breathe

When you become a parent, things that didn’t used to be scary become scary.

When my nephew was a day or two old his mother and I took him for a walk. I marched happily along the sidewalk, carrying the baby, while she started cowering by the hedges. Suddenly the cars were too loud, she felt. And they whizzed by too close to us. We took the baby home.

Later, when I had my own kids, I felt the same thing. I could no longer drive in Sri Lanka with them in the back seat. I developed a flying problem. I noticed that my mind would wander off in horrible directions when I was least expecting it. Before I had kids, if I saw a child standing near the edge of a ditch, I’d think ‘Hmm. Hope that little guy doesn’t fall in. Probably wind up with a bad scrape.’ Now, if one of my kids stands near a ditch, my mind involuntarily does this:

  1. Calculates how far I am from the child.
  2. Assesses the quantity, position, orientation and permeability of any obstacles between me and the child.
  3. Mentally locates cell phone or nearest pay phone.
  4. Scans area for bystanders.
  5. Itemizes things within reach that can be used to stop bleeding. T-shirt? Handkerchief? Is it clean?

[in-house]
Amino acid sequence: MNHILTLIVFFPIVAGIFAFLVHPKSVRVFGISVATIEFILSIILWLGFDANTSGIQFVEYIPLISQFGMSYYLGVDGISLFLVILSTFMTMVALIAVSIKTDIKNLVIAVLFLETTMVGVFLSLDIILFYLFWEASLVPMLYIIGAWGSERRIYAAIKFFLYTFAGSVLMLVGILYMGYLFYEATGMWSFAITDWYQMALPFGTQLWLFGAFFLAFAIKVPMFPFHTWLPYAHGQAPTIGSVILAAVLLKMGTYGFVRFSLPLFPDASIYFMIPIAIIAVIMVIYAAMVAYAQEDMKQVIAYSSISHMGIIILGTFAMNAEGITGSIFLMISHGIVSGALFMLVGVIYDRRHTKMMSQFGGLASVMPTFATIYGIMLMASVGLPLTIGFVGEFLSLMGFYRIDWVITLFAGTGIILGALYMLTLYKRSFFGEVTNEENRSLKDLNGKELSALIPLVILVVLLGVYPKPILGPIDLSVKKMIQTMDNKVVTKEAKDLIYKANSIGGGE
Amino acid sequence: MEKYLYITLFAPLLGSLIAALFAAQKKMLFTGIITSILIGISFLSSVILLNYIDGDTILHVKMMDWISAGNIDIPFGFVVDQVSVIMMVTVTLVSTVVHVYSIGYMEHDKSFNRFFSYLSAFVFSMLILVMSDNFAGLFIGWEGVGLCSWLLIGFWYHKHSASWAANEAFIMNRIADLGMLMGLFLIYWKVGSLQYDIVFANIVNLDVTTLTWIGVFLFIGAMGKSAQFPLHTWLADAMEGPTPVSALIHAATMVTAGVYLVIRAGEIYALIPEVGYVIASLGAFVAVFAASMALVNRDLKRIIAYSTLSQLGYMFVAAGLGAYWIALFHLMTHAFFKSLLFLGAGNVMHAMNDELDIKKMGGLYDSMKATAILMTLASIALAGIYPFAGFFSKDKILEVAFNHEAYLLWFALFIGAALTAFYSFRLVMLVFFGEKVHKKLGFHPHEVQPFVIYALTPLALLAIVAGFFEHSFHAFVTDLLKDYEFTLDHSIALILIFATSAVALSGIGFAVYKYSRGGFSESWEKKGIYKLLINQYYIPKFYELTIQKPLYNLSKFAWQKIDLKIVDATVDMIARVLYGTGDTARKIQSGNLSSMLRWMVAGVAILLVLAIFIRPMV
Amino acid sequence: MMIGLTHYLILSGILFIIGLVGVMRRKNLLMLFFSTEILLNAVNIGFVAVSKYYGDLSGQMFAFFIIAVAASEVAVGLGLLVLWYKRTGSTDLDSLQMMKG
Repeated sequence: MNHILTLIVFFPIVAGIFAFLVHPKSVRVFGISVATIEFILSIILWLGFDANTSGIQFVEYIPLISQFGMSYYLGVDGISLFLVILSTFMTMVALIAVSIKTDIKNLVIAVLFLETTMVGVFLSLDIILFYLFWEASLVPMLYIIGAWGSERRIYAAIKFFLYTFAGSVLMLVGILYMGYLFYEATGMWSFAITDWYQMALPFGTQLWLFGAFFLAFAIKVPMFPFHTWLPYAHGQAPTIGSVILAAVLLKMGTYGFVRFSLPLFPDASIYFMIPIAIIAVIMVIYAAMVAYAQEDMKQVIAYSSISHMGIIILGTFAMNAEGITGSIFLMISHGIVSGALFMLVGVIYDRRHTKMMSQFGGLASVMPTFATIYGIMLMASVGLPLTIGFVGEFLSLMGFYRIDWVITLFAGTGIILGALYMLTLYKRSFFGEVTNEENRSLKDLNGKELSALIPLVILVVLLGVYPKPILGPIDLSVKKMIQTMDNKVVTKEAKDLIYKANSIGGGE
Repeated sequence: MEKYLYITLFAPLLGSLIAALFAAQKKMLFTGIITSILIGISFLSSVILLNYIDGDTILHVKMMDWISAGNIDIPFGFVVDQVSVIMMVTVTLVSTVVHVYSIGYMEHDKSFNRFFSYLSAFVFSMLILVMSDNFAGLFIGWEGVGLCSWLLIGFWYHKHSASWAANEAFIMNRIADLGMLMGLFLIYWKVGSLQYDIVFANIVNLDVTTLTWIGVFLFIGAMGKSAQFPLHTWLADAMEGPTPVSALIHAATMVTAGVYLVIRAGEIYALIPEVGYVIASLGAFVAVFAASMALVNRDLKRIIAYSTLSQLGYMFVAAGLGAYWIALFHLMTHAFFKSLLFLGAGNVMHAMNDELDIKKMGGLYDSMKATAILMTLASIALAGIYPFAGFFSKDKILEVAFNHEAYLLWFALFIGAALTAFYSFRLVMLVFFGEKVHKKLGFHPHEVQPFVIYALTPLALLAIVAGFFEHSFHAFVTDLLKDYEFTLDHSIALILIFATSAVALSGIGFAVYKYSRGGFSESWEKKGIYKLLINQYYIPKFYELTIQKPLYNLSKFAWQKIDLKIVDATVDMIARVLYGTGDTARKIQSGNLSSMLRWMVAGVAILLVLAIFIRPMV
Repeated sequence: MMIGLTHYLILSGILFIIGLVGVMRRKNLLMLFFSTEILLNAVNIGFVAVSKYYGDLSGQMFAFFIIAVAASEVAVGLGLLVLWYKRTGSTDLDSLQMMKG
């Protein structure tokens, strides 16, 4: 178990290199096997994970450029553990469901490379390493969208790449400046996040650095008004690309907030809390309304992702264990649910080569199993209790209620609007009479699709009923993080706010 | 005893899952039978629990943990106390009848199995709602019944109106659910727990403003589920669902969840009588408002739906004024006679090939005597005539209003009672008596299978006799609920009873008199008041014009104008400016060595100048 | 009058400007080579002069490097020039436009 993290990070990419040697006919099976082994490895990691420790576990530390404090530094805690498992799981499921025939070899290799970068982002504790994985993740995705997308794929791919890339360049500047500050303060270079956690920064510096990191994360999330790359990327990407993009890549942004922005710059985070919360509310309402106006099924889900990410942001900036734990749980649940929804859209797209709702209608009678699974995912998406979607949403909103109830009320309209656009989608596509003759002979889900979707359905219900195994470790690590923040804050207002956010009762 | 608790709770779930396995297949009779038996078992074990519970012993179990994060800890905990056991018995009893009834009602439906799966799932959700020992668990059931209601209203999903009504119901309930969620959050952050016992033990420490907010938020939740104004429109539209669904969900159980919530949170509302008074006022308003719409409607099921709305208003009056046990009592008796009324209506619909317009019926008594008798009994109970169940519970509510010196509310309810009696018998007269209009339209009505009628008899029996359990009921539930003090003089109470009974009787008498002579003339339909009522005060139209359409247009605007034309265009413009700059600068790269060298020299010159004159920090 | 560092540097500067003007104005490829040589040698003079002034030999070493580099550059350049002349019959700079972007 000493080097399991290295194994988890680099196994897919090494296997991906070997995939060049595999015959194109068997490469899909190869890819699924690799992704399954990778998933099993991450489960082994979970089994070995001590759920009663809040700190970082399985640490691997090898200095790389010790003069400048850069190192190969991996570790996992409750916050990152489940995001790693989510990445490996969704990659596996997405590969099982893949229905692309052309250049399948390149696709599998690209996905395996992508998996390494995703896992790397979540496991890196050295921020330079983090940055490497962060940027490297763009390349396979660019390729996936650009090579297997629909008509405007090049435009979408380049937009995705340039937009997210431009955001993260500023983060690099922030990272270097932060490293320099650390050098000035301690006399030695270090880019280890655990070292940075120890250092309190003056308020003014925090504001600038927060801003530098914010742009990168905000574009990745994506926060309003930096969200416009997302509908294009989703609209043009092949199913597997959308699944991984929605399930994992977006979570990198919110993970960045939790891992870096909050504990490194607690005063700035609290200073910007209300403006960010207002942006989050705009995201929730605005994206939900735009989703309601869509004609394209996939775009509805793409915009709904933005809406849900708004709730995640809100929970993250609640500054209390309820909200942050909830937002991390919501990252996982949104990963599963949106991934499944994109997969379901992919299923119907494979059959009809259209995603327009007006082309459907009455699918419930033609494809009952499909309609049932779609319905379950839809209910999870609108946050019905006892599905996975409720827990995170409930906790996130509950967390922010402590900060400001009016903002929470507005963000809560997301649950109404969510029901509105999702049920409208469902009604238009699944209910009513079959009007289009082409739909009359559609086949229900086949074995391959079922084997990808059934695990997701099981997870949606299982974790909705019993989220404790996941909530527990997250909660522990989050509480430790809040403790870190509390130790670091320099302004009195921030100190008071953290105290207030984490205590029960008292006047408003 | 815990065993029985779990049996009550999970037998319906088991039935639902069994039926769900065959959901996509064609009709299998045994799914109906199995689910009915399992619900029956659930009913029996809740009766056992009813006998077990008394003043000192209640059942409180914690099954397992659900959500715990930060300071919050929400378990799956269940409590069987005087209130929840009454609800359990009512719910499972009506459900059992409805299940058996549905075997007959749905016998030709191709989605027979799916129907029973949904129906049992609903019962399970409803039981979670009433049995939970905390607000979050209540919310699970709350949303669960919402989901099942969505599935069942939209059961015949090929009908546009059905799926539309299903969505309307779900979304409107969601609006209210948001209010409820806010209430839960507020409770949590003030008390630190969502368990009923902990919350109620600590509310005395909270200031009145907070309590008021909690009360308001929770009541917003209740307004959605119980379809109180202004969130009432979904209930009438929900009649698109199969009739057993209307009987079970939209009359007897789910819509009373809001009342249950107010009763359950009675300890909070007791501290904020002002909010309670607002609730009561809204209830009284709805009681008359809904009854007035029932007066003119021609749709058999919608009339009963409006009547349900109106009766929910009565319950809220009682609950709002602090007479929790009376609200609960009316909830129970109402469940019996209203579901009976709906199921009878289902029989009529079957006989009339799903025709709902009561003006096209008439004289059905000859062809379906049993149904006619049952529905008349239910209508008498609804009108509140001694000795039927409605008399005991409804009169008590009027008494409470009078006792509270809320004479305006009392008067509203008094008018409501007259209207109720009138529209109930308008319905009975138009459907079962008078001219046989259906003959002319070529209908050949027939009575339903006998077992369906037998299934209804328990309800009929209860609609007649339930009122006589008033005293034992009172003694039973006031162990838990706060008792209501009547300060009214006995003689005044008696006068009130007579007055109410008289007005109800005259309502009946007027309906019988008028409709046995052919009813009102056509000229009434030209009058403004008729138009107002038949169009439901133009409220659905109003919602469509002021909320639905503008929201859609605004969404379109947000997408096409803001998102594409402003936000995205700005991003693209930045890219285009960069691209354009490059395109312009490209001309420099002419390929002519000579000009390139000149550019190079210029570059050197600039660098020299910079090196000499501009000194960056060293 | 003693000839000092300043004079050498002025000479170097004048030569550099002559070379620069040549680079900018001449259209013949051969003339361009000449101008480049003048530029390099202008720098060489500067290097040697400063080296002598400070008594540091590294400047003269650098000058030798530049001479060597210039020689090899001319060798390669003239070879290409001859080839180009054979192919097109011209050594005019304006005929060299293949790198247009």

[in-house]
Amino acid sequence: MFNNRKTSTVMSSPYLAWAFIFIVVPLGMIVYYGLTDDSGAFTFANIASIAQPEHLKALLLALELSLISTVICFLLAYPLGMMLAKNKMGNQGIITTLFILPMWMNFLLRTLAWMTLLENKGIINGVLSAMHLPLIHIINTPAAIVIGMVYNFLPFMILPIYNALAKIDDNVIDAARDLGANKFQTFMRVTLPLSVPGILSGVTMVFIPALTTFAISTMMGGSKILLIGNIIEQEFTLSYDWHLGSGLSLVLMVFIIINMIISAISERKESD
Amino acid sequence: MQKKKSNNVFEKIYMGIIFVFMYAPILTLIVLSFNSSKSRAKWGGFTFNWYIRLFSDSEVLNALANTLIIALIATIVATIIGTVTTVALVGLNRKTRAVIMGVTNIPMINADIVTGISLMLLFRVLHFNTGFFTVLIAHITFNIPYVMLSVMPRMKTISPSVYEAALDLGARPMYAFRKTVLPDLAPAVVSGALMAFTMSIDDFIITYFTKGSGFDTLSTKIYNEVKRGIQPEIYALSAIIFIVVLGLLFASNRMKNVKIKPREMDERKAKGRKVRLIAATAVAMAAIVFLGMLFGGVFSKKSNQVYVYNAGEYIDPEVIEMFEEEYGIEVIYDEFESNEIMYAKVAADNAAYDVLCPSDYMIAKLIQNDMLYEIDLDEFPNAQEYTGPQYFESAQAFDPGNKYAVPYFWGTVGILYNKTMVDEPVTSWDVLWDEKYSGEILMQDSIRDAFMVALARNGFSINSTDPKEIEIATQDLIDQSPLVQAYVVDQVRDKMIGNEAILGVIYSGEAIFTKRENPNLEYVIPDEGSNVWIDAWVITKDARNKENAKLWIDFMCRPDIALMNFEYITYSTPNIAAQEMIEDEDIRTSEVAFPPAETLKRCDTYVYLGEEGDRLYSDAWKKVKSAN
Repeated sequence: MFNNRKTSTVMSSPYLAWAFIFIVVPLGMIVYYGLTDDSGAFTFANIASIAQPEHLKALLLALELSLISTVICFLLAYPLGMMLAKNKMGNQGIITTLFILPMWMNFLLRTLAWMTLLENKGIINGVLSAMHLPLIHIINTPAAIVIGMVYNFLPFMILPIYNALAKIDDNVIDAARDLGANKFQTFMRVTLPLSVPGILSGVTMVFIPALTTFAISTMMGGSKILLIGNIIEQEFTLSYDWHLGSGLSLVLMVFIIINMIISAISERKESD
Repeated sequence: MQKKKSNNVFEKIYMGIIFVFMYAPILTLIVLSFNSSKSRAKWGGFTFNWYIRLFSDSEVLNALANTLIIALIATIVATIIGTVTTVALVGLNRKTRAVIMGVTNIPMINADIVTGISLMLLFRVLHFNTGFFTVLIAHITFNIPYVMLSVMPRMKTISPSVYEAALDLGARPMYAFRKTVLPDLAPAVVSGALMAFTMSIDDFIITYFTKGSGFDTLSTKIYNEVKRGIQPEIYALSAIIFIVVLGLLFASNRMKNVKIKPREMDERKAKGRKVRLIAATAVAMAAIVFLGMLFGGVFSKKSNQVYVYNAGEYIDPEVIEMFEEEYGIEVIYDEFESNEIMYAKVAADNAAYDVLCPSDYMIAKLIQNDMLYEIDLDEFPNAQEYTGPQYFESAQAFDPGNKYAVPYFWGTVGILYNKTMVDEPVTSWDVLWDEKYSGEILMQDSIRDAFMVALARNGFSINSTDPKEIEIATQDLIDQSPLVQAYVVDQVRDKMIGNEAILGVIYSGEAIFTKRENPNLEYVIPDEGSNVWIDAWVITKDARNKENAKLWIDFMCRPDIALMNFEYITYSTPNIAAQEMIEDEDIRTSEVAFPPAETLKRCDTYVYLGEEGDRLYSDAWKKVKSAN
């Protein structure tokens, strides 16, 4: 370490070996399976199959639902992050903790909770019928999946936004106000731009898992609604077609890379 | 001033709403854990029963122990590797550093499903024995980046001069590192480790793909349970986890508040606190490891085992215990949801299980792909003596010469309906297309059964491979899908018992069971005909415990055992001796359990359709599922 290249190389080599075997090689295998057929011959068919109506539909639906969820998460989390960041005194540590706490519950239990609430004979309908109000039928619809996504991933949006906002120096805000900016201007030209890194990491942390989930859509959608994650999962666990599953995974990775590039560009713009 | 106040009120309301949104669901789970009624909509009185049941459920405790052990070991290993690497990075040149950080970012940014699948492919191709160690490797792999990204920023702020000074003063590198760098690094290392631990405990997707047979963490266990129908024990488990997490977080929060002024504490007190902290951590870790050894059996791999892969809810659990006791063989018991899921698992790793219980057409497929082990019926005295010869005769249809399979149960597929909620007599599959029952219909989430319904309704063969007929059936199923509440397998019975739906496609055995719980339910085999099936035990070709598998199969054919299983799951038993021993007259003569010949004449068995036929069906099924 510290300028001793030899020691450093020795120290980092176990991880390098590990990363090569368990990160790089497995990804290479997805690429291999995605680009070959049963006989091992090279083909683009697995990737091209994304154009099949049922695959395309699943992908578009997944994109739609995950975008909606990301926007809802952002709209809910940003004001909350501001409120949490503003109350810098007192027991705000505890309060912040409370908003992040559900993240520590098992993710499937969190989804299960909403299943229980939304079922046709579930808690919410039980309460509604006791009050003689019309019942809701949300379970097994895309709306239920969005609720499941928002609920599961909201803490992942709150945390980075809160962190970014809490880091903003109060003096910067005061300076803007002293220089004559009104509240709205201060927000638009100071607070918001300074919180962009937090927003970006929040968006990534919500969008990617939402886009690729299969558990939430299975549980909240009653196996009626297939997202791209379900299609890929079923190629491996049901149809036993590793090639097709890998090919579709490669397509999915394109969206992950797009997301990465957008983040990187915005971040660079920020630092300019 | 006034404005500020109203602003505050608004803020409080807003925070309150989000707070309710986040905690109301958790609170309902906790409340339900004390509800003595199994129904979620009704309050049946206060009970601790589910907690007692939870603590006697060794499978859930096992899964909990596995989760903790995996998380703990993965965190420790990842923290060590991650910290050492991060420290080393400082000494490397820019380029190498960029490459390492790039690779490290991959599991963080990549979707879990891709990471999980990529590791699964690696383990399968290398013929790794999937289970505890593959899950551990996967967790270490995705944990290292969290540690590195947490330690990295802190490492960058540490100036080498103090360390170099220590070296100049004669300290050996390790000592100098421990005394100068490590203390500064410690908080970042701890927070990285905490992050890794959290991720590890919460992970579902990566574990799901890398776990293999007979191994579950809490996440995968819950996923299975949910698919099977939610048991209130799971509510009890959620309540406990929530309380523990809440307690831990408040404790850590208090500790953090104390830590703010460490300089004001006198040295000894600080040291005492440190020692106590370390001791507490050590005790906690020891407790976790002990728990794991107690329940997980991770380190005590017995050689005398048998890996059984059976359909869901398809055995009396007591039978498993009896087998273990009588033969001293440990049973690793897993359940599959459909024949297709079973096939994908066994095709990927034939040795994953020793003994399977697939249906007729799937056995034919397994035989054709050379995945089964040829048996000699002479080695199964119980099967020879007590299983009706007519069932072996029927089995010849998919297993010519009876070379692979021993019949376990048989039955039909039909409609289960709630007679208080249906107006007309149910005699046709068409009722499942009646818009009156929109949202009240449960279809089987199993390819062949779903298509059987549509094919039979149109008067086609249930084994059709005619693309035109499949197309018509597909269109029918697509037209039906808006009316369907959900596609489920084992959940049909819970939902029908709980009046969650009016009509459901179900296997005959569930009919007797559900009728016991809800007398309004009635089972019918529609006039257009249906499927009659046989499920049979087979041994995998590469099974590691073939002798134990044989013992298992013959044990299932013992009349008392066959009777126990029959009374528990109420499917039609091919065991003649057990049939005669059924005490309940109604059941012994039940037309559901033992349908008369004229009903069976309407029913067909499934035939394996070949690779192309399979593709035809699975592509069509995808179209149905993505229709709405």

6. Plays out the scenario of seeing child fall in ditch, leaping to the rescue, clearing all obstacles, jumping in ditch, scanning for head injuries, assessing whether or not to move child, scooping up child, yelling to that bystander to call 911, describing to him/her exactly where my phone is and how to relay our precise location to the dispatcher.
  7. Wait – where’s the other child while this is happening? Silently rehearse a stern voice telling the non-ditched child to sit down now.
  8. Times out variations of scenario to find most efficient one.

This all happens in a split second. Meanwhile Akka or Malli is surefootedly negotiating the edge of the ditch and possibly gearing up to start whining for a snack.

The airplane scenarios are not good. The busy-road scenarios are terrifying.

On the subway I imagine what I’d do if I got off but one of them didn’t. Or vice versa. (Answer: if I’m on the train but you’re not, put your back against the wall, sit down and stay there. I’ll come back. If you’re on the train but I’m not, get off at the next station, put your back against the wall, sit down and stay there. I’ll come and get you.)

Then I remember to breathe. I learned some basic meditation to get myself back on airplanes. Air goes in. Air goes out.

Think about air going in.

Think about air going out.

This is how the air feels going in.

This is how the air feels going out.

This is what it feels like in my nostrils going in. It’s cool.

This is what it feels like going out. It’s warm.

The kids are fine.

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3 responses to “breathe

  1. This is bang-on

  2. ooooooohhhhhhh i know…but when you write it it makes me cry.

  3. Oh, my…this makes me feel soooo much better. This holds for not only parents but grandparents and even new puppy parents!
    I like the breathing 🙂
    Kate

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